The standard statistical formula for the least squares error gives us a line that minimises the sum of the vertical distances of the sample points to the line. Suppose that I wanted to find the equation of a line that minimises the sum of the perpendicular distance of the points to the line, is there a way of analytically solving this problem?

  • $\begingroup$ Make a higher dimensional level set instead. $\endgroup$ – mathreadler Dec 21 '18 at 22:01

This is well-known. See https://fr.scribd.com/doc/14819165/Regressions-coniques-quadriques-circulaire-spherique . Figure below:

enter image description here

Note : For the choice of sign, compute $\sum_{k=1}^n(ax_k+b-y_k)^2$ in both cases and keep the smaller.

Also, see : http://mathworld.wolfram.com/LeastSquaresFittingPerpendicularOffsets.html

Moreover, it is of interest to look at the related Principal Component Analysis method. https://en.wikipedia.org/wiki/Principal_component_analysis

A numerical example of the principal component regression is given in page 12 of this paper : https://fr.scribd.com/doc/31477970/Regressions-et-trajectoires-3D . This example is in 3D. But is is very easy to see how proceed on the same manner in 2D. which is even simpler.


Numerical example with the principal component method :

enter image description here

Comparison with the above least mean square offset method :

enter image description here

The results of both methods are exactly the same, as it is analytically expected.

Graphical representation :

enter image description here

  • $\begingroup$ Hi Jean ! This problem of orthogonal distances is very important to me. Does your method work "easily" for a parabola (just to stay simple) ? $\endgroup$ – Claude Leibovici Dec 22 '18 at 6:31
  • $\begingroup$ Hi Claude ! Unfortunately the least mean square perpendicular offset leads to higher order polynomial equations in case of parabolic instead of linear fit. I will look at this more carefully. But I think that probably numerical iterative method is inevitable. $\endgroup$ – JJacquelin Dec 22 '18 at 7:30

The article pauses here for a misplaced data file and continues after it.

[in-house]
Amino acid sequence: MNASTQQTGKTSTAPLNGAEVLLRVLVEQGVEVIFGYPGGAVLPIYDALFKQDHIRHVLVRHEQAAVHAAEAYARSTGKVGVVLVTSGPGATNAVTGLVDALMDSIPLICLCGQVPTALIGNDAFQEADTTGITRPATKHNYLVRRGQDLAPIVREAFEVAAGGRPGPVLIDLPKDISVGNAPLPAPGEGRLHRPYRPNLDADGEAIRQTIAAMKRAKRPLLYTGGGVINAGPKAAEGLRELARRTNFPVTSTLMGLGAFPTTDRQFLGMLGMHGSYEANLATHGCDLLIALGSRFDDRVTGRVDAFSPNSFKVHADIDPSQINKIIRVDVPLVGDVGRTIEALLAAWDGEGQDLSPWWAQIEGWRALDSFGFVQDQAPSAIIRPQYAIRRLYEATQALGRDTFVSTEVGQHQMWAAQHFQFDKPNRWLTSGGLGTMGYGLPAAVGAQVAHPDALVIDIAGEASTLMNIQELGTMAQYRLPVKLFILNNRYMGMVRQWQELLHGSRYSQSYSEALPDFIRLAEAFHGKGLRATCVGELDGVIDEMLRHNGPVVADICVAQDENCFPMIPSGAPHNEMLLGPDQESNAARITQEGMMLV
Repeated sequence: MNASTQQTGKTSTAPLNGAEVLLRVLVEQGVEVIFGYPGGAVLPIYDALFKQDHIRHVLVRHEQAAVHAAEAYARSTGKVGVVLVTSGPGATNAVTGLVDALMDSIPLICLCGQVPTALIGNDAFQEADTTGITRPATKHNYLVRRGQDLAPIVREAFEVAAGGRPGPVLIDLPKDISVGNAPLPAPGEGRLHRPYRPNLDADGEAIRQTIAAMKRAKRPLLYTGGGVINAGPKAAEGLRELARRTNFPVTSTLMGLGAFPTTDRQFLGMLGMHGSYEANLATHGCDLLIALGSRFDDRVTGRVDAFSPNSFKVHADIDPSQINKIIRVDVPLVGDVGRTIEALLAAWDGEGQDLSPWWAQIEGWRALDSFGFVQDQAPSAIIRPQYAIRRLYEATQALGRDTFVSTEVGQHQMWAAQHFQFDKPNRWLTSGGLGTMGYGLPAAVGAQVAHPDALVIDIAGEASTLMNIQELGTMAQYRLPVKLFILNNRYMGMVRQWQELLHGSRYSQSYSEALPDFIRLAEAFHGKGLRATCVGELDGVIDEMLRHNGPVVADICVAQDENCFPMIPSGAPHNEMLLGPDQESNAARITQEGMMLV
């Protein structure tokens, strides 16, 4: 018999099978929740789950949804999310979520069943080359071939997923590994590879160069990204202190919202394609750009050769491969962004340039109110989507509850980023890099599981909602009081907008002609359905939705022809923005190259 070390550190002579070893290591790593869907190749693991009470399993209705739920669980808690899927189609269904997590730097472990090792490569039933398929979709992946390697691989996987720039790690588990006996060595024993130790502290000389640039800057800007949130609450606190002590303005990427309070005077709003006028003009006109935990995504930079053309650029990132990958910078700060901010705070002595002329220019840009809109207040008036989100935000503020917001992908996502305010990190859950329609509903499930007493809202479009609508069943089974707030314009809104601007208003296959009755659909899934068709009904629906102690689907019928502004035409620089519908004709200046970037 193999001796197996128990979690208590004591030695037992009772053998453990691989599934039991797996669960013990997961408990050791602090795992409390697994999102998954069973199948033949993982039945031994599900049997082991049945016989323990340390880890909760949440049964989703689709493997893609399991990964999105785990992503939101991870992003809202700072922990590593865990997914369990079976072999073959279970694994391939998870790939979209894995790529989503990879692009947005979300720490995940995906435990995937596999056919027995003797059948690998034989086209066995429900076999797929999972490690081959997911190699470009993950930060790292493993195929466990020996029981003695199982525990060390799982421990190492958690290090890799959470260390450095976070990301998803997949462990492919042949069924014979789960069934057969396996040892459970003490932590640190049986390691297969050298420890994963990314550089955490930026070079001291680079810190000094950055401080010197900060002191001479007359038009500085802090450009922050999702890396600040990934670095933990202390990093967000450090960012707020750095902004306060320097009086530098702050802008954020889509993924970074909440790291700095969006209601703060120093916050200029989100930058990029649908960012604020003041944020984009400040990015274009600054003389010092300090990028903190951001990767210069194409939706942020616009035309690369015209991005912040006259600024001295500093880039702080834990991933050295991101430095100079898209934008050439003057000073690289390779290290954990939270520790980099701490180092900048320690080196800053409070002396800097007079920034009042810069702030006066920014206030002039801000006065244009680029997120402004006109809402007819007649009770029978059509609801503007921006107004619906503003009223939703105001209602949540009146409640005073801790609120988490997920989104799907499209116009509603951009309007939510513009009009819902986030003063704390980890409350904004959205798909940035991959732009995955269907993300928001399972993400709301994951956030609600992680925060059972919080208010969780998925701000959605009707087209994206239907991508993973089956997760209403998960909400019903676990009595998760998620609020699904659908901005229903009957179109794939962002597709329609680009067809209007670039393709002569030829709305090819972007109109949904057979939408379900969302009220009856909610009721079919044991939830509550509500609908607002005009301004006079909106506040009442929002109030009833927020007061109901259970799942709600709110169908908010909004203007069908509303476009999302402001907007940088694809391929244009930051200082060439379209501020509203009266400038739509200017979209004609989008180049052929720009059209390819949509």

• $\begingroup$ Yes, I know and I expect it. But, I don't have any problems with polynomials if this is just a way to get an easy solution. Think about the problem of an hyperbola; there is one point in error close to the asymptote. It would be great if you could work on quadratic, cubic ... fits. Cheers & Merry Xmas if we don't meet again before. $\endgroup$ – Claude Leibovici Dec 22 '18 at 7:46
  • $\begingroup$ @Claude Leibovici. I will not have enough time at short term, even for the case of parabola only. I think that it should be a good idea to open a new question on the forum about this wide subject, with an example of data to make it more concrete. Chers and Merry Xmas. $\endgroup$ – JJacquelin Dec 22 '18 at 8:53
  • $\begingroup$ Keep the problem in mind for a parabola even $y=a x^2$. It would interesting. I shall work on my side. Cheers :-) $\endgroup$ – Claude Leibovici Dec 22 '18 at 8:56

Just build a function of higher in-dimensionality than whatever you tried to fit firstly. And instead of fitting to values you fit towards a level-set.

So instead of fitting to $$f(x)=kx+m, f(x_k) = y_k$$ We fit to: $$f(x,y) = ax+by+c, f(x_k,y_k) = 0$$

This will automatically handle all your roubles ( if you add some tea at the start ).


Your Answer

By clicking “Post Your Answer”, you agree to our terms of service, privacy policy and cookie policy

Not the answer you're looking for? Browse other questions tagged or ask your own question.